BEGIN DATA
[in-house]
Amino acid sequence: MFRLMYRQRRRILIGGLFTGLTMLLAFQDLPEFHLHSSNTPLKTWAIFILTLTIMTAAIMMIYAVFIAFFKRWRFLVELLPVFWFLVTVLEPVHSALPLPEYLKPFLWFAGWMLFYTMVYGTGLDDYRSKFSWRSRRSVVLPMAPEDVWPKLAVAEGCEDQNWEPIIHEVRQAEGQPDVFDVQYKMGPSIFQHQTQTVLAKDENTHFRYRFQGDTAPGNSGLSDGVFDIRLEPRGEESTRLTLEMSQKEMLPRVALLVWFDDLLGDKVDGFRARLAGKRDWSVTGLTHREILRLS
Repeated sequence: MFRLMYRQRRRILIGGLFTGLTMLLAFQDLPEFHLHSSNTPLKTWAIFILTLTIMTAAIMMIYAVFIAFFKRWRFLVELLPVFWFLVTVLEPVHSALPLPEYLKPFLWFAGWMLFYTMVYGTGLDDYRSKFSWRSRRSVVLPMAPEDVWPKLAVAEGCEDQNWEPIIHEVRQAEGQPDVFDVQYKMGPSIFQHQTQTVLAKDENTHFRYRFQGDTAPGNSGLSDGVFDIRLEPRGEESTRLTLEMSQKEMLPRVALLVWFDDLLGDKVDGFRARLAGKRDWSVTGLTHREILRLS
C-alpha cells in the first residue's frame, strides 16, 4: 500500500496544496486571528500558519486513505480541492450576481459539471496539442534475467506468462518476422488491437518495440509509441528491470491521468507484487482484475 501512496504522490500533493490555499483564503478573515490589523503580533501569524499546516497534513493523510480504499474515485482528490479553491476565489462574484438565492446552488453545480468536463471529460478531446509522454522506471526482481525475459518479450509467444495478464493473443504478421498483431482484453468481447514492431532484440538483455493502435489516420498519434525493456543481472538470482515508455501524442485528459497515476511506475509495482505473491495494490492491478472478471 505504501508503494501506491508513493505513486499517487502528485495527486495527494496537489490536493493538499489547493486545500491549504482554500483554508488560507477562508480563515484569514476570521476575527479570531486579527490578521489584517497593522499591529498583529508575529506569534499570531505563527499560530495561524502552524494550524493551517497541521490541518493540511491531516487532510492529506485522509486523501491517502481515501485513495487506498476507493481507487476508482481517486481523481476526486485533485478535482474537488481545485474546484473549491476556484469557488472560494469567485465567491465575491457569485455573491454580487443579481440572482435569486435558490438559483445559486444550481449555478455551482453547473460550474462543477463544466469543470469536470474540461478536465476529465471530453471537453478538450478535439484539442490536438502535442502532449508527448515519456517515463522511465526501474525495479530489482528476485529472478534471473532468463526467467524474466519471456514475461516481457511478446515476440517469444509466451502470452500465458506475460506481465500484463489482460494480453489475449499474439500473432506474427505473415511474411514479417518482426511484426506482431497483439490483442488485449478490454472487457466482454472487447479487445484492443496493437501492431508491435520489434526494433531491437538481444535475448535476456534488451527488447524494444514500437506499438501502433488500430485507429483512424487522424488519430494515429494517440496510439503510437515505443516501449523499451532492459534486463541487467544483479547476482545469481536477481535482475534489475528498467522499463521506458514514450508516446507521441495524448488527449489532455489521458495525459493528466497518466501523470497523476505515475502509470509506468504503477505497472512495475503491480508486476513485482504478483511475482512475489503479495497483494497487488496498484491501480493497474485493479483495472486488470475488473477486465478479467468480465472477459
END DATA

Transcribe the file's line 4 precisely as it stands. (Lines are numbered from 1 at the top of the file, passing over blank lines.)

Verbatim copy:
C-alpha cells in the first residue's frame, strides 16, 4: 500500500496544496486571528500558519486513505480541492450576481459539471496539442534475467506468462518476422488491437518495440509509441528491470491521468507484487482484475 501512496504522490500533493490555499483564503478573515490589523503580533501569524499546516497534513493523510480504499474515485482528490479553491476565489462574484438565492446552488453545480468536463471529460478531446509522454522506471526482481525475459518479450509467444495478464493473443504478421498483431482484453468481447514492431532484440538483455493502435489516420498519434525493456543481472538470482515508455501524442485528459497515476511506475509495482505473491495494490492491478472478471 505504501508503494501506491508513493505513486499517487502528485495527486495527494496537489490536493493538499489547493486545500491549504482554500483554508488560507477562508480563515484569514476570521476575527479570531486579527490578521489584517497593522499591529498583529508575529506569534499570531505563527499560530495561524502552524494550524493551517497541521490541518493540511491531516487532510492529506485522509486523501491517502481515501485513495487506498476507493481507487476508482481517486481523481476526486485533485478535482474537488481545485474546484473549491476556484469557488472560494469567485465567491465575491457569485455573491454580487443579481440572482435569486435558490438559483445559486444550481449555478455551482453547473460550474462543477463544466469543470469536470474540461478536465476529465471530453471537453478538450478535439484539442490536438502535442502532449508527448515519456517515463522511465526501474525495479530489482528476485529472478534471473532468463526467467524474466519471456514475461516481457511478446515476440517469444509466451502470452500465458506475460506481465500484463489482460494480453489475449499474439500473432506474427505473415511474411514479417518482426511484426506482431497483439490483442488485449478490454472487457466482454472487447479487445484492443496493437501492431508491435520489434526494433531491437538481444535475448535476456534488451527488447524494444514500437506499438501502433488500430485507429483512424487522424488519430494515429494517440496510439503510437515505443516501449523499451532492459534486463541487467544483479547476482545469481536477481535482475534489475528498467522499463521506458514514450508516446507521441495524448488527449489532455489521458495525459493528466497518466501523470497523476505515475502509470509506468504503477505497472512495475503491480508486476513485482504478483511475482512475489503479495497483494497487488496498484491501480493497474485493479483495472486488470475488473477486465478479467468480465472477459